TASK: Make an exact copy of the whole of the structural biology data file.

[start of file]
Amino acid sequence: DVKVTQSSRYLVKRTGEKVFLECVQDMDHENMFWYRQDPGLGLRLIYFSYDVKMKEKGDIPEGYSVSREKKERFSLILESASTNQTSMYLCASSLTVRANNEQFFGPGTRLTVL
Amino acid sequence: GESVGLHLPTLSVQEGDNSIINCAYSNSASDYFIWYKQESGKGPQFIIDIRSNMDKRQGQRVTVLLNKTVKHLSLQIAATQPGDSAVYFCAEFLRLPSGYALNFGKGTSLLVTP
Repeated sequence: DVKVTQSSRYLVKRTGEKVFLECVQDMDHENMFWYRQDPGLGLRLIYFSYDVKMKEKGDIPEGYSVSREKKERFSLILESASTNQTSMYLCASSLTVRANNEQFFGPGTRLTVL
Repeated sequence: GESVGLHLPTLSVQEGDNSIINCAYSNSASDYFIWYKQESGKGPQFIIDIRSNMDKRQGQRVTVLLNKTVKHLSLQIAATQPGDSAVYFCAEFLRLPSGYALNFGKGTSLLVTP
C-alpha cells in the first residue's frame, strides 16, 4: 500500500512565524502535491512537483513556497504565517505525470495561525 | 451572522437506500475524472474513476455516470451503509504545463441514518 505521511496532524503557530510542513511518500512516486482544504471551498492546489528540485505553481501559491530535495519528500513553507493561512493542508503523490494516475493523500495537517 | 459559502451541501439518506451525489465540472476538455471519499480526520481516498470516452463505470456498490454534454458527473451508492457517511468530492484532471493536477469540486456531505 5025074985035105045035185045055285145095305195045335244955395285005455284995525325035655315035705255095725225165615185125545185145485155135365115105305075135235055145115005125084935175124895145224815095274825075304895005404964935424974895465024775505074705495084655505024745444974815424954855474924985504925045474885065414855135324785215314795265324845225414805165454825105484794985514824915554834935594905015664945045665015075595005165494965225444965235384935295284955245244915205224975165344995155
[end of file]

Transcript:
Amino acid sequence: DVKVTQSSRYLVKRTGEKVFLECVQDMDHENMFWYRQDPGLGLRLIYFSYDVKMKEKGDIPEGYSVSREKKERFSLILESASTNQTSMYLCASSLTVRANNEQFFGPGTRLTVL
Amino acid sequence: GESVGLHLPTLSVQEGDNSIINCAYSNSASDYFIWYKQESGKGPQFIIDIRSNMDKRQGQRVTVLLNKTVKHLSLQIAATQPGDSAVYFCAEFLRLPSGYALNFGKGTSLLVTP
Repeated sequence: DVKVTQSSRYLVKRTGEKVFLECVQDMDHENMFWYRQDPGLGLRLIYFSYDVKMKEKGDIPEGYSVSREKKERFSLILESASTNQTSMYLCASSLTVRANNEQFFGPGTRLTVL
Repeated sequence: GESVGLHLPTLSVQEGDNSIINCAYSNSASDYFIWYKQESGKGPQFIIDIRSNMDKRQGQRVTVLLNKTVKHLSLQIAATQPGDSAVYFCAEFLRLPSGYALNFGKGTSLLVTP
C-alpha cells in the first residue's frame, strides 16, 4: 500500500512565524502535491512537483513556497504565517505525470495561525 | 451572522437506500475524472474513476455516470451503509504545463441514518 505521511496532524503557530510542513511518500512516486482544504471551498492546489528540485505553481501559491530535495519528500513553507493561512493542508503523490494516475493523500495537517 | 459559502451541501439518506451525489465540472476538455471519499480526520481516498470516452463505470456498490454534454458527473451508492457517511468530492484532471493536477469540486456531505 5025074985035105045035185045055285145095305195045335244955395285005455284995525325035655315035705255095725225165615185125545185145485155135365115105305075135235055145115005125084935175124895145224815095274825075304895005404964935424974895465024775505074705495084655505024745444974815424954855474924985504925045474885065414855135324785215314795265324845225414805165454825105484794985514824915554834935594905015664945045665015075595005165494965225444965235384935295284955245244915205224975165344995155